• Speaking of the Mobile Web, numbers continued to grow at an amazing rate for for smart phones and tablets in 2011, and the trend is expected to grow even more in the next few years.  Smart Phones where up 54% from the previous year as of the three-month period ending July 2011.  Because of this, web designers and developers can no longer think only in terms of developing for desktops and laptops.  However, not every site needs a mobile version and it is a lot more work for designers and developers which ultimately mean that if a client wants their site to have a special mobile version or a responsive version, the cost can go up dramatically from a desktop / laptop only version of the website.

Search Engine Optimization (SEO) 2011 Highlights

Search Engine Optimization, for those who are not aware of the term, are the things that you can do on your own website to achieve better search engine rankings.  This year saw a few major changes including Schema.org, Page Speed, Duplicate Site Content, Pagination, as well as “Content Freshness”.

  • Beginning with Page Speed, Google, announced that they would begin using a web sites loading speed as part of the websites ranking signal.  This encourages web developers to ensure that the site loads as quickly as possible by using various best practices.  There are tools available such as Google’s Page Speed Plugin as well as Yahoo’s own YSlow Plugin that help designers find where problems exists so that they can be fixed.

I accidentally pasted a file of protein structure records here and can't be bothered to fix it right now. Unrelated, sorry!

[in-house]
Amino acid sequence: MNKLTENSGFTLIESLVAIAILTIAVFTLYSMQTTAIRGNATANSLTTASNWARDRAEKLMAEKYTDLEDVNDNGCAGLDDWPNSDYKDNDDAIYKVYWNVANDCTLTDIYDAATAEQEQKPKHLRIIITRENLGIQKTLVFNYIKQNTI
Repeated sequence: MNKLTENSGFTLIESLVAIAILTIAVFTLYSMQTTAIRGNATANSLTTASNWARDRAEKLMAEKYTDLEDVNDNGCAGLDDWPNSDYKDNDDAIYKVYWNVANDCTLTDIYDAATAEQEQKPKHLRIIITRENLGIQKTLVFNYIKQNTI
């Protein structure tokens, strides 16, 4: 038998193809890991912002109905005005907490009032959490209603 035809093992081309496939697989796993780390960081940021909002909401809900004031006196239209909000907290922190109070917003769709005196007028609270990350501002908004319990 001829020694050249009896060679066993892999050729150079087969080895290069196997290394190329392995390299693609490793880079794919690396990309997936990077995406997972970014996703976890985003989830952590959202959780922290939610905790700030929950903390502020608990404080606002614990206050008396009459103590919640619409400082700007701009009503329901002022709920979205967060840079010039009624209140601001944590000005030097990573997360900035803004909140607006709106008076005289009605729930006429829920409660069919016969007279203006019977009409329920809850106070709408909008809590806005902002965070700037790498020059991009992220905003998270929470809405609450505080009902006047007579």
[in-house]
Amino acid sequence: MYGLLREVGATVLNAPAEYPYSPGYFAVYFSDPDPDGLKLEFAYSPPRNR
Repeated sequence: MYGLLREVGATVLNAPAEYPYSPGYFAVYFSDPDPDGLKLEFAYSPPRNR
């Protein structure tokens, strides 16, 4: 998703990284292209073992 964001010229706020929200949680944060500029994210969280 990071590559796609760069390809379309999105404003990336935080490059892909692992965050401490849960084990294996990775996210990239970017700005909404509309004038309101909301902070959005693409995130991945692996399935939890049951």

• Microdata has also gained a lot of traction this year.  These are HTML tags and attributes that help define information for search engines.  These can be used to define things such as people, movies, recipes, reviews, ratings, and many more things in such a way that robots understand the context in which they are being used.
  • Canonical Links. Many sites have the ability to get to the same content by way of different URL’s.  Perhaps you’re writing articles that are in Categories and also have Tags and you can find the same content by following the Categories or the Tags links which create differing URL’s.  It’s become more important now to let search engines know of the “canonical link” which essentially means, which one of the pages is the one true content page. This keeps search engines from splitting up the ranking between multiple URL’s and gives the full rank to the main URL instead.  This has also been a long time issue where a site uses the www and the non www to point to the same content.  This would be treated as two different sites, even though they are in fact, identical.
  • Content Freshness. Many types of businesses require fresh content and now Google is making more use of that content.  Freshness will really only affect subjects where the timing is of greater importance.  For example, things such as sports scores, election results, current news and such, require that breaking news get priority over older news, which makes perfect sense.  This should encourage businesses to produce more fresh, timely content.  This won’t affect some sites where timeliness of the content doesn’t matter.  Some things just don’t change over time.  For example, if you sell hammers, Google doesn’t need breaking news about hammers, because the technology doesn’t really change that frequently, so a great article about hammers from five years ago, might still rank in the #1 position.

Search Engine Marketing (SEM) 2011 Highlights

Search Engine Marketing for those who are not aware of the term, are the things that happen off of your website that help you achieve better search engine rankings.